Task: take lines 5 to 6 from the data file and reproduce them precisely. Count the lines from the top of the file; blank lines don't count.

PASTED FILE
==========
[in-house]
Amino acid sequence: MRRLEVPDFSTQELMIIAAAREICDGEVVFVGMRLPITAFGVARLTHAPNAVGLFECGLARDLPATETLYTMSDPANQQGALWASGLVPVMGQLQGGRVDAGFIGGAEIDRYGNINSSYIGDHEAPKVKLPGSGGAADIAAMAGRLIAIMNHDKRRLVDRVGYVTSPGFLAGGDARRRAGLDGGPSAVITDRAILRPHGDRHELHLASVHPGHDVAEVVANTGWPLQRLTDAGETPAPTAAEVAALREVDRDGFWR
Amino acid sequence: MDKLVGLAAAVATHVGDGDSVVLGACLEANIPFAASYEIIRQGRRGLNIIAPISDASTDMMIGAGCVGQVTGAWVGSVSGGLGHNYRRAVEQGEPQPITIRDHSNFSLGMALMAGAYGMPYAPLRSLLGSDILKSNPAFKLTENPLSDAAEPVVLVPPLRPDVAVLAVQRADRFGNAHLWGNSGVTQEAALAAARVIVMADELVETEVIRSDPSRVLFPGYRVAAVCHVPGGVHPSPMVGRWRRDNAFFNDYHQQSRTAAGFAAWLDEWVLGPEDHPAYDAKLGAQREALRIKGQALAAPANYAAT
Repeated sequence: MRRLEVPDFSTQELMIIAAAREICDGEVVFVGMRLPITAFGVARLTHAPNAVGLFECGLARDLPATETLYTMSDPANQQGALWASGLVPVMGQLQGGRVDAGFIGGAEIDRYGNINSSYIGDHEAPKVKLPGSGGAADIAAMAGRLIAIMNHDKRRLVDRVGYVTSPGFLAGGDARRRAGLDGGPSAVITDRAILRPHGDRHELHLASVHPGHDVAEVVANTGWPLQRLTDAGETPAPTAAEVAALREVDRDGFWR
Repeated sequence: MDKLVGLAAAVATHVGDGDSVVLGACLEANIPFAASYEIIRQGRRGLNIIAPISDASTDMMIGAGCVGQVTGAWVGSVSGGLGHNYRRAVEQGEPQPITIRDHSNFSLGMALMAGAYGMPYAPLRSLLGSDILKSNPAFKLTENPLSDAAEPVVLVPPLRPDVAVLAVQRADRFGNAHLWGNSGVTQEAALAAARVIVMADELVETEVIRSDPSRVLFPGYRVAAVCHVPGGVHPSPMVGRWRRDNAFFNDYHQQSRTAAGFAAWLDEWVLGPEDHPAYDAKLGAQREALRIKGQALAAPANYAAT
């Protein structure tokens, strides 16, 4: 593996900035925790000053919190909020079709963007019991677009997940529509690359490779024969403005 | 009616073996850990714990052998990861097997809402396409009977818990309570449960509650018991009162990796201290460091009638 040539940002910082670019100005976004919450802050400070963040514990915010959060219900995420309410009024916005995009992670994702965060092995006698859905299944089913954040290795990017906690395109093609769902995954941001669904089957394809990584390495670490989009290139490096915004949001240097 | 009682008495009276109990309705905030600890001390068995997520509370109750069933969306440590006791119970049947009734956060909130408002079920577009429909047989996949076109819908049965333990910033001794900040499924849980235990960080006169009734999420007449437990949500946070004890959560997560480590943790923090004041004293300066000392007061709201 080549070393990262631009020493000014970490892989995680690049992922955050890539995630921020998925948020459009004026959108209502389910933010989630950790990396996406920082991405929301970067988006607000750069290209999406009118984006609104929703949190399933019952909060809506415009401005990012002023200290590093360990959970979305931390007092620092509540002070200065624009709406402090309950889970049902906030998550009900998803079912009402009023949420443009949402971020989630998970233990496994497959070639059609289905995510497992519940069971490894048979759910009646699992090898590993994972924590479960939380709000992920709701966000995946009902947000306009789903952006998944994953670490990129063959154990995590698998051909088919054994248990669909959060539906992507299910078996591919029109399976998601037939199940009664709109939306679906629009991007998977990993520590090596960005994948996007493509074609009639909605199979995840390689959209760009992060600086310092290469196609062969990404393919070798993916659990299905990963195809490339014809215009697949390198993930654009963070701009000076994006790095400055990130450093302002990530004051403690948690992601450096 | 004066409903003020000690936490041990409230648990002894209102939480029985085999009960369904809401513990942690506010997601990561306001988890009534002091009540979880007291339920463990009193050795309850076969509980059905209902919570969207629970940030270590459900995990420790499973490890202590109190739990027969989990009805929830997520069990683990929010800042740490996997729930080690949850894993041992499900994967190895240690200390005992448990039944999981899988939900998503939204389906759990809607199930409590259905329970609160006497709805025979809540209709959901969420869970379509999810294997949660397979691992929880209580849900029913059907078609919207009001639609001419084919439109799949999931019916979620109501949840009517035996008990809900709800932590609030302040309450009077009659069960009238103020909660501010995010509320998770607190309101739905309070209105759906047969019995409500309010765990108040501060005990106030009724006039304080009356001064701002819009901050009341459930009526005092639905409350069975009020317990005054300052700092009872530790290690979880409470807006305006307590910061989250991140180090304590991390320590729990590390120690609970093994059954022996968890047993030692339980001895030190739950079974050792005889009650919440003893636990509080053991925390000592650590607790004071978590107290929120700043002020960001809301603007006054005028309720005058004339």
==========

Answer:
Repeated sequence: MDKLVGLAAAVATHVGDGDSVVLGACLEANIPFAASYEIIRQGRRGLNIIAPISDASTDMMIGAGCVGQVTGAWVGSVSGGLGHNYRRAVEQGEPQPITIRDHSNFSLGMALMAGAYGMPYAPLRSLLGSDILKSNPAFKLTENPLSDAAEPVVLVPPLRPDVAVLAVQRADRFGNAHLWGNSGVTQEAALAAARVIVMADELVETEVIRSDPSRVLFPGYRVAAVCHVPGGVHPSPMVGRWRRDNAFFNDYHQQSRTAAGFAAWLDEWVLGPEDHPAYDAKLGAQREALRIKGQALAAPANYAAT
């Protein structure tokens, strides 16, 4: 593996900035925790000053919190909020079709963007019991677009997940529509690359490779024969403005 | 009616073996850990714990052998990861097997809402396409009977818990309570449960509650018991009162990796201290460091009638 040539940002910082670019100005976004919450802050400070963040514990915010959060219900995420309410009024916005995009992670994702965060092995006698859905299944089913954040290795990017906690395109093609769902995954941001669904089957394809990584390495670490989009290139490096915004949001240097 | 009682008495009276109990309705905030600890001390068995997520509370109750069933969306440590006791119970049947009734956060909130408002079920577009429909047989996949076109819908049965333990910033001794900040499924849980235990960080006169009734999420007449437990949500946070004890959560997560480590943790923090004041004293300066000392007061709201 080549070393990262631009020493000014970490892989995680690049992922955050890539995630921020998925948020459009004026959108209502389910933010989630950790990396996406920082991405929301970067988006607000750069290209999406009118984006609104929703949190399933019952909060809506415009401005990012002023200290590093360990959970979305931390007092620092509540002070200065624009709406402090309950889970049902906030998550009900998803079912009402009023949420443009949402971020989630998970233990496994497959070639059609289905995510497992519940069971490894048979759910009646699992090898590993994972924590479960939380709000992920709701966000995946009902947000306009789903952006998944994953670490990129063959154990995590698998051909088919054994248990669909959060539906992507299910078996591919029109399976998601037939199940009664709109939306679906629009991007998977990993520590090596960005994948996007493509074609009639909605199979995840390689959209760009992060600086310092290469196609062969990404393919070798993916659990299905990963195809490339014809215009697949390198993930654009963070701009000076994006790095400055990130450093302002990530004051403690948690992601450096 | 004066409903003020000690936490041990409230648990002894209102939480029985085999009960369904809401513990942690506010997601990561306001988890009534002091009540979880007291339920463990009193050795309850076969509980059905209902919570969207629970940030270590459900995990420790499973490890202590109190739990027969989990009805929830997520069990683990929010800042740490996997729930080690949850894993041992499900994967190895240690200390005992448990039944999981899988939900998503939204389906759990809607199930409590259905329970609160006497709805025979809540209709959901969420869970379509999810294997949660397979691992929880209580849900029913059907078609919207009001639609001419084919439109799949999931019916979620109501949840009517035996008990809900709800932590609030302040309450009077009659069960009238103020909660501010995010509320998770607190309101739905309070209105759906047969019995409500309010765990108040501060005990106030009724006039304080009356001064701002819009901050009341459930009526005092639905409350069975009020317990005054300052700092009872530790290690979880409470807006305006307590910061989250991140180090304590991390320590729990590390120690609970093994059954022996968890047993030692339980001895030190739950079974050792005889009650919440003893636990509080053991925390000592650590607790004071978590107290929120700043002020960001809301603007006054005028309720005058004339």